• Robust and transparent decision-making: a robust mechanism for making capital funding decisions should be outlined within a long-term research strategy. A long-term strategy must set out capital investment priorities and provide flexibility for investment in new technologies.
  • Science community-led decisions: within the robust mechanism, funding priorities and decisions at an operational level must be aligned with an overall strategy and made primarily on the basis of scientific excellence and potential impact.
  • Resources to match capital investment: funding of human and material resources to ensure efficient operation and maintenance of facilities and equipment should be matched to capital investment to ensure that resources are used efficiently and achieve the greatest impact.
  • Nurturing a highly skilled workforce: a highly skilled workforce is essential to maximise capital investment.  There needs to be an aligned, long term and adequately resourced skills and training strategy to nurture the next generation of talent to match the long term capital investment strategy.

The full response can be found here.

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Recent Round Up

CaSE has published its July 2014 e-bulletin, giving a summary of all CaSE’s activities and news over the last month. These include:

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Inspiring the next generation of female engineers

The QEPrize is a global £1 million pound prize that rewards and celebrates the engineers responsible for an innovation that has been of global impact on humanity.

The inaugural prize was awarded to the five engineers who made seminal contributions to the creation and proliferation of the Internet and World Wide Web: Louis Pouzin, Vint Cerf, Bob Kahn, Tim Berners-Lee and Marc Andreessen. As nominations have now closed, we are working on inspiring young people, especially girls, to become engineers. Read More »

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SET stats – a timely R&D health-check

In all of the excitement of a major reshuffle, it would have been easy to miss that the ONS published the Government Expenditure on Science, Engineering and Technology (SET) for 2012-13 this week. Read More »

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What might the reshuffle mean for science and engineering?

In this Government’s most widespread reshuffle to date we’ve seen multiple changes to people and portfolios that will impact on science and engineering. Read More »

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Goodbye to David Willetts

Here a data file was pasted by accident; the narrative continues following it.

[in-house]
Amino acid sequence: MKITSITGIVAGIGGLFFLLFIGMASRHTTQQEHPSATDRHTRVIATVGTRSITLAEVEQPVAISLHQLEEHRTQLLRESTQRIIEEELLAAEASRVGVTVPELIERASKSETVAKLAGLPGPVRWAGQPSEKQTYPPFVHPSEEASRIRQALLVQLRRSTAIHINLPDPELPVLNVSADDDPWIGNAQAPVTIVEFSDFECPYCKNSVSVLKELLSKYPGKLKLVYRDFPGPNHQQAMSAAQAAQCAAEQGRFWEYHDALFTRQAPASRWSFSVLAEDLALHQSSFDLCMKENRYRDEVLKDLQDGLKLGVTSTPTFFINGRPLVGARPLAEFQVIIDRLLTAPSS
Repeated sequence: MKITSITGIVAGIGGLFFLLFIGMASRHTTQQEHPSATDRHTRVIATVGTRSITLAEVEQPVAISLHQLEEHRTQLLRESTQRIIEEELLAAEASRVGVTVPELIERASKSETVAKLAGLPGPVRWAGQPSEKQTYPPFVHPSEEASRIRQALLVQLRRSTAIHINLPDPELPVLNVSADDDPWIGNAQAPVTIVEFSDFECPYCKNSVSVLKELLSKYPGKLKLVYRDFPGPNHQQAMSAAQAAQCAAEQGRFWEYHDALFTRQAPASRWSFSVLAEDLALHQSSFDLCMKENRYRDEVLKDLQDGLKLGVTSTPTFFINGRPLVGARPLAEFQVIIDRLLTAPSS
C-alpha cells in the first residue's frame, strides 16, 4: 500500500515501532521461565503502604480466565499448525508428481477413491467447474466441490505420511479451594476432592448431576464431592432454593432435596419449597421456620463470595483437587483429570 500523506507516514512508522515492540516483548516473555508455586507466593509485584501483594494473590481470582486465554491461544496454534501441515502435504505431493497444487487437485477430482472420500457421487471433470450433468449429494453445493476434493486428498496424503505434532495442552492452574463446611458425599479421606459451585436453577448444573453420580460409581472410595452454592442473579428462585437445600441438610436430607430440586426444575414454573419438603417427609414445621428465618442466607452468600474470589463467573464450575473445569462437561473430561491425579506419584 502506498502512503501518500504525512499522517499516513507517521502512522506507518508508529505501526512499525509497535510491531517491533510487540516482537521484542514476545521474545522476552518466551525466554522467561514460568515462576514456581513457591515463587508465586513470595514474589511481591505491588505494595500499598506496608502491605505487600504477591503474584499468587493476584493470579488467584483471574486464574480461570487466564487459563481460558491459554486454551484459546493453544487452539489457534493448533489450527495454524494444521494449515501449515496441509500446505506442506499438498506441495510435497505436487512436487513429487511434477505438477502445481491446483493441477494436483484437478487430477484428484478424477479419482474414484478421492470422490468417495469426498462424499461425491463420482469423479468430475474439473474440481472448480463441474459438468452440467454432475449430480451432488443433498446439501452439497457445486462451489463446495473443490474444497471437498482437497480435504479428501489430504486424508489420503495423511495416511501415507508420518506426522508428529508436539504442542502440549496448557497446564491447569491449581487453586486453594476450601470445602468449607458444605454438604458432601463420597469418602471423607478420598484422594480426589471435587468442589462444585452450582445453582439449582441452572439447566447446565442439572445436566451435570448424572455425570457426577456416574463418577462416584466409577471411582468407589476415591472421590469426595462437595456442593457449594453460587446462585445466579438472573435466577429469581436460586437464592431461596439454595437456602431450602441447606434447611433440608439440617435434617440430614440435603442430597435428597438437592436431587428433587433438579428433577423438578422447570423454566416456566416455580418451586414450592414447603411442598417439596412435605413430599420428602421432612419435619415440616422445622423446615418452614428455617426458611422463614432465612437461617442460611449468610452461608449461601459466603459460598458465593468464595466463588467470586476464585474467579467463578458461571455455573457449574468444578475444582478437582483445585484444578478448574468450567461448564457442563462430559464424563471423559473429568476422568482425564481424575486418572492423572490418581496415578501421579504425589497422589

Science Minister David Willetts speaking at CaSE's 25th anniversary celebration in 2011

Former Science Minister David Willetts at CaSE’s 25th anniversary celebration in 2011

Today David Willetts steps down after four years as Science and Universities Minister. Read More »

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CaSE looks forward to working with new Science and Education Ministers

Today has seen change across ministerial responsibilities for universities, science, education and skills:

  • Minister of State for Universities, Science and Cities, The Rt Hon Dr Greg Clark (Formerly David Willetts – standing down at next election)
  • Secretary of State for Education, The Rt Hon Nicky Morgan (Formerly Michael Gove – appointed Chief Whip and Parliamentary Secretary to the Treasury)
  • Minister of State for Skills and Enterprise, Nick Boles (Formerly Matthew Hancock – appointed Minister of State for Business, Enterprise and Energy) Read More »
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CaSE welcomes new Membership Manager


The Campaign for Science and Engineering (CaSE), the UK’s leading independent scientific advocacy group, welcomes Jenni Lacey as the new Membership Engagement and Development Manager.

Jenni will manage all aspects of CaSE’s individual and organisational membership.

She studied Natural Science at the University of Sussex and went on to complete a Masters in Science Communication at Imperial College London. Prior to joining CaSE she has worked in the marketing team for scientific equipment manufacturers and most recently as Membership Marketing Officer at the Society of Biology. Read More »